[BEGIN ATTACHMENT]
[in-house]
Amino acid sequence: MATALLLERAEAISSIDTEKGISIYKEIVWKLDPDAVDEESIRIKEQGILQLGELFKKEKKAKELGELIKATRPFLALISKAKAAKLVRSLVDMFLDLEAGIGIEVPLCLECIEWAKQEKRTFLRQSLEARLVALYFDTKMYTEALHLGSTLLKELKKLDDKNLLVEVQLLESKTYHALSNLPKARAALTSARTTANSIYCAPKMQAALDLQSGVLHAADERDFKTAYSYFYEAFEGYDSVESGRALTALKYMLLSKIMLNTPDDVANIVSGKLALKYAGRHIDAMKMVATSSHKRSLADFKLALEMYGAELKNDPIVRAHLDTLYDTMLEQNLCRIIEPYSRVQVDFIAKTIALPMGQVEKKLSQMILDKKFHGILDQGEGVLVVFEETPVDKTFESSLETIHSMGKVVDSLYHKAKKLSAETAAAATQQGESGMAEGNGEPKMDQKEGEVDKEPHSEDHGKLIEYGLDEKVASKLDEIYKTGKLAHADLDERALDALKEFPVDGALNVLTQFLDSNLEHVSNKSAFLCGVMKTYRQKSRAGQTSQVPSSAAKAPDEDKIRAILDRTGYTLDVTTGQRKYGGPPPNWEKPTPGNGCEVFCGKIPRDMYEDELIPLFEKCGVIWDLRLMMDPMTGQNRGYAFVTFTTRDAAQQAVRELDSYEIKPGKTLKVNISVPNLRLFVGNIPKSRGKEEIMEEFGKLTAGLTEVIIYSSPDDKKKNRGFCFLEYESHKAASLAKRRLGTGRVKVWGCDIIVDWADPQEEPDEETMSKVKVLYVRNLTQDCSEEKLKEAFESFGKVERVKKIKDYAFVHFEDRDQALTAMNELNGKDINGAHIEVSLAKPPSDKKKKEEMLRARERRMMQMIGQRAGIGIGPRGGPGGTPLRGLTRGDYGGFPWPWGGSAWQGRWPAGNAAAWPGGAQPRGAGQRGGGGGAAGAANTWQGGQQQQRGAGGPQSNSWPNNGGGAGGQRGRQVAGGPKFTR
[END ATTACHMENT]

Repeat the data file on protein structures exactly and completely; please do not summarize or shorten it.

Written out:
[in-house]
Amino acid sequence: MATALLLERAEAISSIDTEKGISIYKEIVWKLDPDAVDEESIRIKEQGILQLGELFKKEKKAKELGELIKATRPFLALISKAKAAKLVRSLVDMFLDLEAGIGIEVPLCLECIEWAKQEKRTFLRQSLEARLVALYFDTKMYTEALHLGSTLLKELKKLDDKNLLVEVQLLESKTYHALSNLPKARAALTSARTTANSIYCAPKMQAALDLQSGVLHAADERDFKTAYSYFYEAFEGYDSVESGRALTALKYMLLSKIMLNTPDDVANIVSGKLALKYAGRHIDAMKMVATSSHKRSLADFKLALEMYGAELKNDPIVRAHLDTLYDTMLEQNLCRIIEPYSRVQVDFIAKTIALPMGQVEKKLSQMILDKKFHGILDQGEGVLVVFEETPVDKTFESSLETIHSMGKVVDSLYHKAKKLSAETAAAATQQGESGMAEGNGEPKMDQKEGEVDKEPHSEDHGKLIEYGLDEKVASKLDEIYKTGKLAHADLDERALDALKEFPVDGALNVLTQFLDSNLEHVSNKSAFLCGVMKTYRQKSRAGQTSQVPSSAAKAPDEDKIRAILDRTGYTLDVTTGQRKYGGPPPNWEKPTPGNGCEVFCGKIPRDMYEDELIPLFEKCGVIWDLRLMMDPMTGQNRGYAFVTFTTRDAAQQAVRELDSYEIKPGKTLKVNISVPNLRLFVGNIPKSRGKEEIMEEFGKLTAGLTEVIIYSSPDDKKKNRGFCFLEYESHKAASLAKRRLGTGRVKVWGCDIIVDWADPQEEPDEETMSKVKVLYVRNLTQDCSEEKLKEAFESFGKVERVKKIKDYAFVHFEDRDQALTAMNELNGKDINGAHIEVSLAKPPSDKKKKEEMLRARERRMMQMIGQRAGIGIGPRGGPGGTPLRGLTRGDYGGFPWPWGGSAWQGRWPAGNAAAWPGGAQPRGAGQRGGGGGAAGAANTWQGGQQQQRGAGGPQSNSWPNNGGGAGGQRGRQVAGGPKFTR